Posted by Rob Camick on November 3, 2008
Swing components use Actions to provide basic functionality for the component. Of course these Actions can never provide all the functionality you desire and there may be times when you need to customize the default behaviour of an Action.
One obvious way to do this is to dig into the source code, copy it and customize it. But this is not always practical as more often than not, the Action will use protected or private methods or variables.
Another option is to create a custom Action that has the ability to invoke the components default Action. Before we can use this approach we need to be able to access the original Action. This can be done in one of two ways:
- via the ActionMap – the “action key” is used to access the ActionMap to retrieve the Action.
- via the InputMap – a KeyStroke is used to access the InputMap to find the “action key” for the KeyStroke. Once the “action key” is found the ActionMap can be accessed.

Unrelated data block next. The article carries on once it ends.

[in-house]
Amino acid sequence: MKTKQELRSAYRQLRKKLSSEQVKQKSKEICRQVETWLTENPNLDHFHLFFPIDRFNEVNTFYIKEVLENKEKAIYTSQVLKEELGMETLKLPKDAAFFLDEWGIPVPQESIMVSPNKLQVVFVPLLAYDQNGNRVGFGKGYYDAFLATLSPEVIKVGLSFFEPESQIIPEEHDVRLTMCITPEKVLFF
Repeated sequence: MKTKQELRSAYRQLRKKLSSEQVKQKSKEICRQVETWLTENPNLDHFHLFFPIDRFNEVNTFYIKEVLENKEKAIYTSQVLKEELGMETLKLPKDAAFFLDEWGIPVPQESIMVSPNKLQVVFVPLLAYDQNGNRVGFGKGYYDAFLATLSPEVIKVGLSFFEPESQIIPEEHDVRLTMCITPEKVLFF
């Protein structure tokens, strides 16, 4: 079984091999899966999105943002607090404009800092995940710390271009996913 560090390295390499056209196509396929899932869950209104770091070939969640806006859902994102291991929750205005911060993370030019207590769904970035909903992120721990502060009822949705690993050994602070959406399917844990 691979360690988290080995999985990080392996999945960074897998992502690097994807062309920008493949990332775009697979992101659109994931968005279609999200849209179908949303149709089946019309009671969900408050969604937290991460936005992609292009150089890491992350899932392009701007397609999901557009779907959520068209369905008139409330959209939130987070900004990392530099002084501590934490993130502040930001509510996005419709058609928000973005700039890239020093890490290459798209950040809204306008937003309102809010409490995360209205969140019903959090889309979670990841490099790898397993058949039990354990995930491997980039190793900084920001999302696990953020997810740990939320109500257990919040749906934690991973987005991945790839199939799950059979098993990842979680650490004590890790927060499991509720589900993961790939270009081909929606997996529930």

Note: check out the Key Binding link below for a complete list of the action keys and KeyStrokes used for each Swing component. Also, if you need more information about ActionMaps and InputMaps, it would be a good time to check out the “How to Use Key Bindings” tutorial link provide below.
Now that we have the original Action we need to ability to wrap the Action with our custom Action and add the custom Action to the ActionMap. It sounds like a lot of work to access and use the default Action. Well, thats why I created the WrappedAction class. Its goal was to make this process easier. This is accomplished by:
- accessing the original Action – this can be done by using a KeyStroke or the “action key”.
- retaining the original Action – this allows your custom Action to directly invoke the default Action. This is done by using the invokeOriginalAction(…) method in your custom Action.
- updating the ActionMap – your custom Action is now the default Action of the component
In general, the WrappedAction class is a convenience class that implements the above functionality so you don’t need to duplicate it every time you need a custom Action. However, the WrappedAction class is abstract so you will need to extend this class and implement the actionPerformed() method in your custom Action.
Still not sure why this class is helpfull? Well then stay tuned for my next entry which will give a practical example.